Monday, September 26, 2011

Targeting David Protess Six Years -- ARDC Complaint Latest Maneuver by the DuPage County Brotherhood

A complaint submitted last month to the Attorney Registration and Disciplinary Commission of the Supreme Court of Illinois (ARDC) makes strong accusations, not only against a former attorney of convicted killer Alstory Simon, but others as well. Most notable is David Protess, former director of the Medill Innocence Project at Northwestern University. 

The ARDC complaint was filed exactly one week before the nationally-publicized ruling that Medill and Protess turn over their emails from the Anthony McKinney investigation to Cook County prosecutors involving another case.

This time, however, the drumbeat against Protess (and not so indirectly Medill) didn't bang from Cook County. Instead it came from from a small DuPage County band of brothers who have persistently targeted Protess for six years. 

The DuPage Connections

DuPage County defense attorneys Terry Ekl and James Sotos currently represent Simon, whose confession of a 1982 double homicide in Chicago exonerated Anthony Porter in 1999. Simon is serving a 37-year sentence at the Danville Correctional Center. 

Just 50 hours away from lethal injection, Porter caught the attention of then-Gov. George Ryan who declared a moratorium on executions the following year. The former death row inmate unwittingly had become the catalyst for the moratorium and the movement to abolish the death penalty. Porter and those who worked to exonerate him, including the Medill Innocence Project, didn't sit well with certain groups -- particularly Illinois state's attorneys.

Ekl and Sotos, described by Chicago Tribune's Eric Zorn as "two lawyers cast in unlikely role as crusaders", developed a sudden interest in the plight of Simon shortly after Randy Steidl filed a wrongful conviction lawsuit in 2005. Steidl and Herb Whitlock had been convicted for the 1986 murders of Dyke and Karen Rhoads in Paris, Ill. A similar lawsuit was filed by Whitlock following his release in 2008; the same court is hearing both cases.

Ekl's firm represents former Edgar County State's Attorney Michael McFatridge while Sotos' firm represents the city of Paris. With the potential to be among the largest wrongful conviction verdicts in Illinois history, the Steidl-Whitlock cases have state, county and local entities worried. The trial is scheduled for January.  

Wednesday, September 14, 2011

Whose Side Is He On? Prominent Illinois Press Attorney Donald Craven Worked for the State's Attorneys Appellate Prosecutor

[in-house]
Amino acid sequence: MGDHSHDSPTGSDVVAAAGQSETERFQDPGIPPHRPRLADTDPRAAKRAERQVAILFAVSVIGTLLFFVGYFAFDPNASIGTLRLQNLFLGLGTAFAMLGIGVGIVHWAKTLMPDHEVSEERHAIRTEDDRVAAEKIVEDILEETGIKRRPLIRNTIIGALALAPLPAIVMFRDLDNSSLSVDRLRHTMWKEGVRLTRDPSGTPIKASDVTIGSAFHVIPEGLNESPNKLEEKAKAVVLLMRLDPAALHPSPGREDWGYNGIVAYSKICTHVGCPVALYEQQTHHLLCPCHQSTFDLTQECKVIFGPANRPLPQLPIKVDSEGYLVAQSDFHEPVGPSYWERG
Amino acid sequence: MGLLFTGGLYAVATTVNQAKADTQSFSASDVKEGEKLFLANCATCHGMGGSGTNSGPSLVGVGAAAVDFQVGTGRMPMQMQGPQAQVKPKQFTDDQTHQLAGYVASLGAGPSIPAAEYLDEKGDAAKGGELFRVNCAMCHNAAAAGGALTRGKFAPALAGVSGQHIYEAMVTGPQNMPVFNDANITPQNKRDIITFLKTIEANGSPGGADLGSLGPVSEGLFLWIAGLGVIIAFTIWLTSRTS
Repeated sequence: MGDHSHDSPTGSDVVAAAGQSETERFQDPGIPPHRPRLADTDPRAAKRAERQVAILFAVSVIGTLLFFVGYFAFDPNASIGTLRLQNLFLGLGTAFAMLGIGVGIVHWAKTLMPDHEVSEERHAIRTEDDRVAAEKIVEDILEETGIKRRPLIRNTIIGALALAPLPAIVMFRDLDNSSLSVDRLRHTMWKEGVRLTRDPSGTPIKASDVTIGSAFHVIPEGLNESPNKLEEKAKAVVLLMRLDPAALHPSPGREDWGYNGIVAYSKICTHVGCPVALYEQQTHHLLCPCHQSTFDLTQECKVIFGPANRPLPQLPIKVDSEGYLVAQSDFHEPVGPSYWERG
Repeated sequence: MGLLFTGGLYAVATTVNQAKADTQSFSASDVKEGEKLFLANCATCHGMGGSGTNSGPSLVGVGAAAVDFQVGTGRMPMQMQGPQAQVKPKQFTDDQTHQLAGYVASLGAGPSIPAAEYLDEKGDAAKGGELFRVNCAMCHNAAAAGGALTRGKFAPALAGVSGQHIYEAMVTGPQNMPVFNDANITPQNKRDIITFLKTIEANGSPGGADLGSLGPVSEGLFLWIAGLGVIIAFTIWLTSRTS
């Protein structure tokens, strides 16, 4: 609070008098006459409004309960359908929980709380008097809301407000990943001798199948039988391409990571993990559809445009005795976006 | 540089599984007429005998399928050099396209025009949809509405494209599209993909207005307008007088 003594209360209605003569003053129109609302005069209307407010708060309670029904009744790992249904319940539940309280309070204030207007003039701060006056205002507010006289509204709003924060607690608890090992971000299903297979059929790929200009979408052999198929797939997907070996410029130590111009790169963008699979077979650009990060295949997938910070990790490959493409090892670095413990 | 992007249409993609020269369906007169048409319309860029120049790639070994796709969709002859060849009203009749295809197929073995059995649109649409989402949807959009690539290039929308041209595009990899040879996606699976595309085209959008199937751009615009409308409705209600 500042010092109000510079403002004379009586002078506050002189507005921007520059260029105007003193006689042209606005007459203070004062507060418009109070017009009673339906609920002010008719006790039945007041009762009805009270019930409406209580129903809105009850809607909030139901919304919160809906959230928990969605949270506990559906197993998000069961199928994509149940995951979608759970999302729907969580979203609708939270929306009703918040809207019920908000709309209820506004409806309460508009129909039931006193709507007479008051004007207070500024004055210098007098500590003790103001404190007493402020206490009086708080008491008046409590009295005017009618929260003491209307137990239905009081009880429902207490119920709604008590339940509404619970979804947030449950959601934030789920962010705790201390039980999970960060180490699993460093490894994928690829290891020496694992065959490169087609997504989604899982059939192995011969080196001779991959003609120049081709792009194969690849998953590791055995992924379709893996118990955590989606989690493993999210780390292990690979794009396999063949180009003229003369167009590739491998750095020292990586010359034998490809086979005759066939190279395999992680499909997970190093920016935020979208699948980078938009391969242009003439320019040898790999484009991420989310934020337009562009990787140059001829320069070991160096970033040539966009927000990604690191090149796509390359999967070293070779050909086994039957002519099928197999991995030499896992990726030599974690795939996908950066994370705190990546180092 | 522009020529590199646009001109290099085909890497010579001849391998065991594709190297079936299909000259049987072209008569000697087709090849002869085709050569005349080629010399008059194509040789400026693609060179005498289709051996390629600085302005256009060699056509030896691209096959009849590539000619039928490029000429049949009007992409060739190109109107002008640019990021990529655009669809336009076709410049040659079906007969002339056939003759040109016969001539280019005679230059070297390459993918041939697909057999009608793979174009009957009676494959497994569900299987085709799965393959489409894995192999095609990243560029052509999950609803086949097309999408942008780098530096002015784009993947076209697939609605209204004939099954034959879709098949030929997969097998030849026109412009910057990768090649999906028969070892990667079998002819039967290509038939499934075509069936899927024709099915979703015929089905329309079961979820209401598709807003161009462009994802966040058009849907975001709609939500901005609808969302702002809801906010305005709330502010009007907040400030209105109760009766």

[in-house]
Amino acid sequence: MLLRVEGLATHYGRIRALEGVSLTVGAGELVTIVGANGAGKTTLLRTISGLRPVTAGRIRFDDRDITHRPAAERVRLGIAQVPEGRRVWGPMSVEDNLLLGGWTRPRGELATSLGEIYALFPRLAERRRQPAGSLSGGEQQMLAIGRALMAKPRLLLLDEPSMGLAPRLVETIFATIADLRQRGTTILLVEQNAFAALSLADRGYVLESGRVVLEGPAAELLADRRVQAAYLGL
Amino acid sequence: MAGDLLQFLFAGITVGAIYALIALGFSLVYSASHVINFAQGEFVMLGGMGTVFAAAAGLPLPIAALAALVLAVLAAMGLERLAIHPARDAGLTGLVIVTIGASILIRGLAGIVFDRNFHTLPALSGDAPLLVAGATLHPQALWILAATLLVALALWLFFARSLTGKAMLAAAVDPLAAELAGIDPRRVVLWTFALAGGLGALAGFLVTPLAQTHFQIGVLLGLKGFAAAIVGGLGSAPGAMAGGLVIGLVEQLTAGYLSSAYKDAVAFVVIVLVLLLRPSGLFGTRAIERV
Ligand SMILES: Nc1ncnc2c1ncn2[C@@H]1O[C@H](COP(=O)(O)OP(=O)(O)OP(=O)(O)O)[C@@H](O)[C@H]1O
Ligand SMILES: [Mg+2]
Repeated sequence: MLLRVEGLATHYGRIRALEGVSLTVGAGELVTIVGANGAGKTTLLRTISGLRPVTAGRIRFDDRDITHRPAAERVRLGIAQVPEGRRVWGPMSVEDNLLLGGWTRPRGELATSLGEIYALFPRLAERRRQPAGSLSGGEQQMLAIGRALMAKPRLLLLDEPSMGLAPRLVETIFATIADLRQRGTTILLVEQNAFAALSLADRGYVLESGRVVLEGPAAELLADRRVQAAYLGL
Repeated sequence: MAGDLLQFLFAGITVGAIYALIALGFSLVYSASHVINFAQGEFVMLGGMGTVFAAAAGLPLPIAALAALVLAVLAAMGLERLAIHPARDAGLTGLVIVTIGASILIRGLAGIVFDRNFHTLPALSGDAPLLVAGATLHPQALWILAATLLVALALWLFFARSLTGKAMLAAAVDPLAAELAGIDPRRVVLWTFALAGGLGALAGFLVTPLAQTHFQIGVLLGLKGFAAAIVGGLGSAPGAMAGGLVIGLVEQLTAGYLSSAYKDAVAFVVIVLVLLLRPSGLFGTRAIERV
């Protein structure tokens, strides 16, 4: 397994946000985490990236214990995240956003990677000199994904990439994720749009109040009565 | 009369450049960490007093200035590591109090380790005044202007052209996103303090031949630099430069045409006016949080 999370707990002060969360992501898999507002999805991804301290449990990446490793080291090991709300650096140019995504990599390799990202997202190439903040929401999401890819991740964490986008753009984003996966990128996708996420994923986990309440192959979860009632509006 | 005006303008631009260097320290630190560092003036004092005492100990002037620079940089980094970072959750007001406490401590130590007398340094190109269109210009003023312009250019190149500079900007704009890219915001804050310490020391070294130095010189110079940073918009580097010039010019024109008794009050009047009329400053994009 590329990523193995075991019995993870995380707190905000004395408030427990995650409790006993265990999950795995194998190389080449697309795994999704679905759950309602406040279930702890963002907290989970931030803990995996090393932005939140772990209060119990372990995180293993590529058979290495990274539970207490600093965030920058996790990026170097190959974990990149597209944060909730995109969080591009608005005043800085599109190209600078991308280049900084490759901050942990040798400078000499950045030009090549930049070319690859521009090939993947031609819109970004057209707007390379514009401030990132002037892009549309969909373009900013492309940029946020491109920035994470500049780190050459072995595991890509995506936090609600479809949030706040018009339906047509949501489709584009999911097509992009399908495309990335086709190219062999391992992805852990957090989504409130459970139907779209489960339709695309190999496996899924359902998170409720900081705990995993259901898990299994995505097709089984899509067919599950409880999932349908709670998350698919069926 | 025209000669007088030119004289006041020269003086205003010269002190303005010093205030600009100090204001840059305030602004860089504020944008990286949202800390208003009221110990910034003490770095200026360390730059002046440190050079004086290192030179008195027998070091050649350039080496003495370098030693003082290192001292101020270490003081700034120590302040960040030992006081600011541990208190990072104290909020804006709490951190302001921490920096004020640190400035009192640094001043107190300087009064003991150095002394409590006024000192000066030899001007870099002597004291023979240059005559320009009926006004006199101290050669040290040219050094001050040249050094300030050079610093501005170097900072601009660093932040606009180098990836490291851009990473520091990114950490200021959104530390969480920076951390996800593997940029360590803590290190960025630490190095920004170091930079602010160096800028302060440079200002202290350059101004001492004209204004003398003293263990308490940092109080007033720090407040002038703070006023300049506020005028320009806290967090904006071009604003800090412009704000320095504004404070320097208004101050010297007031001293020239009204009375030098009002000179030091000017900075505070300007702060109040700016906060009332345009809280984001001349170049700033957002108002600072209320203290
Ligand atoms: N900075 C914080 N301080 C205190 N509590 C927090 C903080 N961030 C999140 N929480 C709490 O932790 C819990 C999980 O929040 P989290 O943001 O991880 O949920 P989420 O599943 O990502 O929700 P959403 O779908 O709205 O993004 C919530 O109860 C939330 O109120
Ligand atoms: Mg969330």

Well-known Illinois media attorney Donald Craven received over $50,000 from ILSAAP starting in December 2008. During this time, Cook County State's Attorney Anita Alvarez was embroiled in a nationally-publicized subpoena dispute with the Medill Innocence Project and Northwestern Prof. David Protess. Medill and Protess were also targets of a smear campaign in an ongoing wrongful conviction lawsuit. State records show Craven performed legal services for ILSAAP in this same lawsuit.

Illinois media attorney Donald Craven of Springfield was paid $51,300 by the Illinois Office of the State's Attorneys Appellate Prosecutor (ILSAAP) for roughly 250 hours of legal services from December 2008 through June 2010. ILSAAP was created to provide services to state's attorneys including appellate cases, certain drug-related cases and special prosecutions. (725 ILCS 210) 

Craven serves as general counsel to the Illinois Press Association, the Illinois Broadcasters Association and the Illinois News Broadcasters Association. According to his website, his expertise includes subpoenas compelling journalists to testify and turn over notes, tapes and photographs that were not published or broadcast.

While Craven worked for ILSAAP, Cook County State's Attorney and ILSAAP Board of Governors member Anita Alvarez was embroiled in a subpoena dispute with the Medill Innocence Project and Prof. David Protess over notes and other materials related to the Northwestern students' investigation of Anthony McKinney. McKinney had been convicted in a 1978 shotgun slaying in Harvey. Briefs submitted by Alvarez' office contained legal arguments with multiple citations of media law.

Medill has investigated over 50 cases, leading to the exoneration of 12 people -- five of whom had been sentenced to death. New York Times media writer David Carr wrote, "The students who worked on the McKinney case were probably not expecting a thank-you note from prosecutors, but they weren’t expecting a subpoena either."

Craven was quoted in news articles regarding this nationally publicized tug-of-war, including the Chicago Tribune"They're either trying to undermine the investigation, or they're trying to undermine the entire project," and the New York Times: "Take to its logical conclusion, what they're trying to do is dismantle the project."